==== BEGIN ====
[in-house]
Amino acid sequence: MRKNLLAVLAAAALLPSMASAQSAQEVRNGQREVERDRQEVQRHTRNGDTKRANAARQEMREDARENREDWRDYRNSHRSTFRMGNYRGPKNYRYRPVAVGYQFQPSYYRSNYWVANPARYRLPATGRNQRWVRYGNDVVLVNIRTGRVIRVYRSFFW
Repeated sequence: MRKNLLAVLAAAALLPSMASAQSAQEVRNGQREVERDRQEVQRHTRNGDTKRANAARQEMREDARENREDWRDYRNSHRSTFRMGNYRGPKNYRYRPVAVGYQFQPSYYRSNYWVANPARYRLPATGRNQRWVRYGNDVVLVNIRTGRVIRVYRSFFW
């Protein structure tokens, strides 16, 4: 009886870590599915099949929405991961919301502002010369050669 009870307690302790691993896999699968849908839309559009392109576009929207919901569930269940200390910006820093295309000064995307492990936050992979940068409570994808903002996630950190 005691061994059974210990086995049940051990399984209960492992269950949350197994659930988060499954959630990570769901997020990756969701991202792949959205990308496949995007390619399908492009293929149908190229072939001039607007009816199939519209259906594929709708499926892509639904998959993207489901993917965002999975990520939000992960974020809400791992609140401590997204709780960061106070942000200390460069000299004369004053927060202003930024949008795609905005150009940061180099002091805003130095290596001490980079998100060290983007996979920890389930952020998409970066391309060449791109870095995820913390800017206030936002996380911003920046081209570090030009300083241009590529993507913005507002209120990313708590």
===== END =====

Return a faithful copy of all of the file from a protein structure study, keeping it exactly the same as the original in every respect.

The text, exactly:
[in-house]
Amino acid sequence: MRKNLLAVLAAAALLPSMASAQSAQEVRNGQREVERDRQEVQRHTRNGDTKRANAARQEMREDARENREDWRDYRNSHRSTFRMGNYRGPKNYRYRPVAVGYQFQPSYYRSNYWVANPARYRLPATGRNQRWVRYGNDVVLVNIRTGRVIRVYRSFFW
Repeated sequence: MRKNLLAVLAAAALLPSMASAQSAQEVRNGQREVERDRQEVQRHTRNGDTKRANAARQEMREDARENREDWRDYRNSHRSTFRMGNYRGPKNYRYRPVAVGYQFQPSYYRSNYWVANPARYRLPATGRNQRWVRYGNDVVLVNIRTGRVIRVYRSFFW
């Protein structure tokens, strides 16, 4: 009886870590599915099949929405991961919301502002010369050669 009870307690302790691993896999699968849908839309559009392109576009929207919901569930269940200390910006820093295309000064995307492990936050992979940068409570994808903002996630950190 005691061994059974210990086995049940051990399984209960492992269950949350197994659930988060499954959630990570769901997020990756969701991202792949959205990308496949995007390619399908492009293929149908190229072939001039607007009816199939519209259906594929709708499926892509639904998959993207489901993917965002999975990520939000992960974020809400791992609140401590997204709780960061106070942000200390460069000299004369004053927060202003930024949008795609905005150009940061180099002091805003130095290596001490980079998100060290983007996979920890389930952020998409970066391309060449791109870095995820913390800017206030936002996380911003920046081209570090030009300083241009590529993507913005507002209120990313708590």